How to design a continuous performance management process
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From rankings, annual feedback to continuous performance assessments and 360 degree feedback, the process of assessing an employee’s work has drastically changed over the last few decades. The latest shift is the move away from a “competitive evaluation” model to a “coaching and development model”, as the enterprise environment moves from an industrial economy to a knowledge economy.
Managing continuous performance
Business cycles are tumultuous and employee expectations are distinctly different today. High performance depends on a variety of factors, from day-to-day work goals, continuous development, learning, and career growth.
From an employee’s perspective, the need to find purpose, and reach his/her potential is influencing how well he/she performs. On the organizational front, the availability of data and digitalization is enabling data-driven performance decisions with real-time data and insights.
Consequently, there's now a need for a performance management system based on a data-driven, flexible, continuous, and development-oriented system. This is what continuous PMS offers- a performance system which is focused not just on individual employees, but on skills and teams.
Frequent check-ins, on-going feedback, agile goals, innovation etc. resonate with the VUCA nature of business. Continuous PMS makes it possible for organizations to fail-fast and move progressively ahead towards the strategic vision.
According to a research, respondents in organizations who have adopted continuous performance practices outperformed or significantly outperformed their competition at a 24% higher rate.
Constructing a new process that reflects the people and purpose involves change management, and must be approached systematically. Shaking the status quo and looking at organizational performance through a new lens are key prerequisites to apply design thinking to any process design. HR professionals must hone their skills in areas such as technological prowess, talent analytics and business acumen. The ultimate goal is to envision a PMS system and process, which is both employee-centric, and aligned with business goals:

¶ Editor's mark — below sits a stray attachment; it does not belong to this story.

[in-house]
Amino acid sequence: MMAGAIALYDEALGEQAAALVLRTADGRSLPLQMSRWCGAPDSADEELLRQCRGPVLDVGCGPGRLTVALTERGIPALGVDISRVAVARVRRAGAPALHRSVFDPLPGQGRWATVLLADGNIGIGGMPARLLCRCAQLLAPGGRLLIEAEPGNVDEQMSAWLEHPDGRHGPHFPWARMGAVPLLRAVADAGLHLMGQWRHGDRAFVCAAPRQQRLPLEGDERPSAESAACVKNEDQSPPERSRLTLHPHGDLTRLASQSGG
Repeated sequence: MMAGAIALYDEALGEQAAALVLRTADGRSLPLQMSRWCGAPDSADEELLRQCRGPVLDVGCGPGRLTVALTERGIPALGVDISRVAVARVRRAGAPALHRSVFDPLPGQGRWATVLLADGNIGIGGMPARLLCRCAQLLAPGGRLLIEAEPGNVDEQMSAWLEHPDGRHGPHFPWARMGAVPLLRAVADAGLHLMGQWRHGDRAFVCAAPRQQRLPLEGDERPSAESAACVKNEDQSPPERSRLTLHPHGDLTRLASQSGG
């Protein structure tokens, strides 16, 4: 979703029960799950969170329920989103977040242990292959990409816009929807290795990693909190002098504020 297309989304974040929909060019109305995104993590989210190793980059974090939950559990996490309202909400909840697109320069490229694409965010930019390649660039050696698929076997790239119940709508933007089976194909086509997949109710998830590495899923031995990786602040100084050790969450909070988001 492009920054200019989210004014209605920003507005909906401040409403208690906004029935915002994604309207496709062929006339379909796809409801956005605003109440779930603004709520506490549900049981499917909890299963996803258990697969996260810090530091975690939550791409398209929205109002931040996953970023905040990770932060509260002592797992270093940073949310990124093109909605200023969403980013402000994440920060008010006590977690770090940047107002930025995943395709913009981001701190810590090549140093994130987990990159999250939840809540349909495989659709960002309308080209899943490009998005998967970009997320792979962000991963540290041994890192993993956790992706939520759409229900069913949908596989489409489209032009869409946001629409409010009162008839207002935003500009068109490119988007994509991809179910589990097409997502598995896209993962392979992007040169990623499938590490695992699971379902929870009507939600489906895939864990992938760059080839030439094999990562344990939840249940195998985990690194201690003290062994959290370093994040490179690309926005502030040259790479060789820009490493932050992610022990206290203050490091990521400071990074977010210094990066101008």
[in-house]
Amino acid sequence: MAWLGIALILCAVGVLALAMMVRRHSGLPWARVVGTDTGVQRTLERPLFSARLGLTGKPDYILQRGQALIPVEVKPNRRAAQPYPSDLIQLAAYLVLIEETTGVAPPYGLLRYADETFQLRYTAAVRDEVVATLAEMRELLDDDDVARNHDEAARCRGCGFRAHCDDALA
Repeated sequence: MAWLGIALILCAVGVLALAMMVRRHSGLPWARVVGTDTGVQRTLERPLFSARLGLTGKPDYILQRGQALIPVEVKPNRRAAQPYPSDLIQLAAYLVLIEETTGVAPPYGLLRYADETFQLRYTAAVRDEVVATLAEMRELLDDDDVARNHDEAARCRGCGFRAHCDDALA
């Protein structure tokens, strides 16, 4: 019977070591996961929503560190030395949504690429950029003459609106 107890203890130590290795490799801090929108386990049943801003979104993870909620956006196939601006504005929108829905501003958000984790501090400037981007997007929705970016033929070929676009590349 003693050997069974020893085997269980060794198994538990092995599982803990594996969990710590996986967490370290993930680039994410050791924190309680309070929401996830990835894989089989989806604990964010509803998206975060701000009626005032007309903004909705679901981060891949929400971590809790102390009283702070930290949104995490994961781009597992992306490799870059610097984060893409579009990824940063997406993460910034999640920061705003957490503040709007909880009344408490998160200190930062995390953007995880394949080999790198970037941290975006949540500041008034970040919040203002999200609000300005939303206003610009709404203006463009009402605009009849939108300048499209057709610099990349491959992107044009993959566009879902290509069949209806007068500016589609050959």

- Understand the problem: HR must dig into employee data, manager insights, and business indicators to empathize with the end customer i.e. with employees and business leads. Today, a host of technological tools are available for data-driven insighting and decision-making, hence HR must build data-capability from within.
- Research the context: HR practitioners must clearly outline as to why a problem is important. Create a point of view about the context through research and observation.
- Going beyond: HR practitioners must brainstorm along with business leads on how to solve the problem. It is important to go beyond the business context, to ensure that the PMS design is in alignment with the business strategy.
- Prototype: Prototyping focuses on the “how of creation”. Once the vision is clear for a business-aligned and employee-centric PMS, it is time to start creating and experimenting through actions.
- Test: Final implementation of the PMS system shall answer the question of whether it actually works. For continuous performance management, it is important to define whether the PMS actually measures the desired performance outcomes which propel the business in the right direction.
The goal of performance management is to enable employees and managers to achieve the desired behaviors and results. Such a future-forward system can be entrenched in the organizational ways of working with the right cultural intervention. HR must educate and train employees and managers to adopt and embrace the new system on all fronts, such as technical usage and mindset-readiness. More often than not, success is determined by how ingrained the PMS ethos is in the employees’ mindset.